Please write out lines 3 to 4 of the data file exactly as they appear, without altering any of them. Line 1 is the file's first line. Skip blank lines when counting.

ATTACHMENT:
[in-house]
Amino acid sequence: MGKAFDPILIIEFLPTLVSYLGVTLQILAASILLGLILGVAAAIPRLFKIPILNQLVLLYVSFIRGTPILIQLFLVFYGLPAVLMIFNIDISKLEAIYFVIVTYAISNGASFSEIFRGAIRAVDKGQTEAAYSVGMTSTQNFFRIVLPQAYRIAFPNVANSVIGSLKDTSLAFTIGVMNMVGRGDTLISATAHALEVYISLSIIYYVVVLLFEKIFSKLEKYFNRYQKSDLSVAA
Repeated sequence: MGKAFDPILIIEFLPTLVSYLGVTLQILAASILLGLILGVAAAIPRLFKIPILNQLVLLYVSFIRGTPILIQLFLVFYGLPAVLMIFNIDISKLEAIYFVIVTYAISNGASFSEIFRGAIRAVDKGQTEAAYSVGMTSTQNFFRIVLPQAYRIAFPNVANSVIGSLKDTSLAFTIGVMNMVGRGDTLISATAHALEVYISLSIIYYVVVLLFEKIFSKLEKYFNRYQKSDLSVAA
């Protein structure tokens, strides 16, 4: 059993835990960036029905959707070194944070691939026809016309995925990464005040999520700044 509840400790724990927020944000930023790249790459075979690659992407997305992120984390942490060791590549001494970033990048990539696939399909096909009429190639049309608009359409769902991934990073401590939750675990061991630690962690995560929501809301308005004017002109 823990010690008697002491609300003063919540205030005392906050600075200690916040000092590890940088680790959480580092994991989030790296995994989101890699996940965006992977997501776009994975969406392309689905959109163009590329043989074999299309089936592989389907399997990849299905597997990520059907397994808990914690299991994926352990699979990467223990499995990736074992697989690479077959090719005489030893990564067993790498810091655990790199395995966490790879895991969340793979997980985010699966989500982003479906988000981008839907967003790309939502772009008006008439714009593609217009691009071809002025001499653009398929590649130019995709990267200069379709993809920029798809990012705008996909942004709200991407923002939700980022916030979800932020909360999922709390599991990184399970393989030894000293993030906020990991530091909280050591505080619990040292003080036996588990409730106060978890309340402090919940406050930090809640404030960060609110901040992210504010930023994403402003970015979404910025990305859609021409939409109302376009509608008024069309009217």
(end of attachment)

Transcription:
Repeated sequence: MGKAFDPILIIEFLPTLVSYLGVTLQILAASILLGLILGVAAAIPRLFKIPILNQLVLLYVSFIRGTPILIQLFLVFYGLPAVLMIFNIDISKLEAIYFVIVTYAISNGASFSEIFRGAIRAVDKGQTEAAYSVGMTSTQNFFRIVLPQAYRIAFPNVANSVIGSLKDTSLAFTIGVMNMVGRGDTLISATAHALEVYISLSIIYYVVVLLFEKIFSKLEKYFNRYQKSDLSVAA
């Protein structure tokens, strides 16, 4: 059993835990960036029905959707070194944070691939026809016309995925990464005040999520700044 509840400790724990927020944000930023790249790459075979690659992407997305992120984390942490060791590549001494970033990048990539696939399909096909009429190639049309608009359409769902991934990073401590939750675990061991630690962690995560929501809301308005004017002109 823990010690008697002491609300003063919540205030005392906050600075200690916040000092590890940088680790959480580092994991989030790296995994989101890699996940965006992977997501776009994975969406392309689905959109163009590329043989074999299309089936592989389907399997990849299905597997990520059907397994808990914690299991994926352990699979990467223990499995990736074992697989690479077959090719005489030893990564067993790498810091655990790199395995966490790879895991969340793979997980985010699966989500982003479906988000981008839907967003790309939502772009008006008439714009593609217009691009071809002025001499653009398929590649130019995709990267200069379709993809920029798809990012705008996909942004709200991407923002939700980022916030979800932020909360999922709390599991990184399970393989030894000293993030906020990991530091909280050591505080619990040292003080036996588990409730106060978890309340402090919940406050930090809640404030960060609110901040992210504010930023994403402003970015979404910025990305859609021409939409109302376009509608008024069309009217």